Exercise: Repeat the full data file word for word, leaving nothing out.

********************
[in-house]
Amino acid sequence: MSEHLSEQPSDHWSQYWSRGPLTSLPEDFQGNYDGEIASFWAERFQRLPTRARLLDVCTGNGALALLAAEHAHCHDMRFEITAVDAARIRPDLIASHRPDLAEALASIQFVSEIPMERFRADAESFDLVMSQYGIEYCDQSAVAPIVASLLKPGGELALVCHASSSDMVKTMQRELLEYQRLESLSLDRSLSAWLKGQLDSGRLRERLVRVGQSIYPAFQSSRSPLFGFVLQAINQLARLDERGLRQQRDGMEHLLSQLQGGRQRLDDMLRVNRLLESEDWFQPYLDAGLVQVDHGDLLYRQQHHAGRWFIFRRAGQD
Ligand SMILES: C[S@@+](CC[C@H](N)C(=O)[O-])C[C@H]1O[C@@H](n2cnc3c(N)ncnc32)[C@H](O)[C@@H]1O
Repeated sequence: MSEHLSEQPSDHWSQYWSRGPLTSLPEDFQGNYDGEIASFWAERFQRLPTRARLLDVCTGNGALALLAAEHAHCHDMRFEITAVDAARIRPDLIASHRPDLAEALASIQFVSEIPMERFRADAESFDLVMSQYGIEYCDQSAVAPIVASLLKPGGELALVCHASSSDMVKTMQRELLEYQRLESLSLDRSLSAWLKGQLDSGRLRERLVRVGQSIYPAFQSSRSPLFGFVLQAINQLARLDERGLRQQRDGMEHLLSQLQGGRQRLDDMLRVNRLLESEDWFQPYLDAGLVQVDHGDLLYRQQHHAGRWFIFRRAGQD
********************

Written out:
[in-house]
Amino acid sequence: MSEHLSEQPSDHWSQYWSRGPLTSLPEDFQGNYDGEIASFWAERFQRLPTRARLLDVCTGNGALALLAAEHAHCHDMRFEITAVDAARIRPDLIASHRPDLAEALASIQFVSEIPMERFRADAESFDLVMSQYGIEYCDQSAVAPIVASLLKPGGELALVCHASSSDMVKTMQRELLEYQRLESLSLDRSLSAWLKGQLDSGRLRERLVRVGQSIYPAFQSSRSPLFGFVLQAINQLARLDERGLRQQRDGMEHLLSQLQGGRQRLDDMLRVNRLLESEDWFQPYLDAGLVQVDHGDLLYRQQHHAGRWFIFRRAGQD
Ligand SMILES: C[S@@+](CC[C@H](N)C(=O)[O-])C[C@H]1O[C@@H](n2cnc3c(N)ncnc32)[C@H](O)[C@@H]1O
Repeated sequence: MSEHLSEQPSDHWSQYWSRGPLTSLPEDFQGNYDGEIASFWAERFQRLPTRARLLDVCTGNGALALLAAEHAHCHDMRFEITAVDAARIRPDLIASHRPDLAEALASIQFVSEIPMERFRADAESFDLVMSQYGIEYCDQSAVAPIVASLLKPGGELALVCHASSSDMVKTMQRELLEYQRLESLSLDRSLSAWLKGQLDSGRLRERLVRVGQSIYPAFQSSRSPLFGFVLQAINQLARLDERGLRQQRDGMEHLLSQLQGGRQRLDDMLRVNRLLESEDWFQPYLDAGLVQVDHGDLLYRQQHHAGRWFIFRRAGQD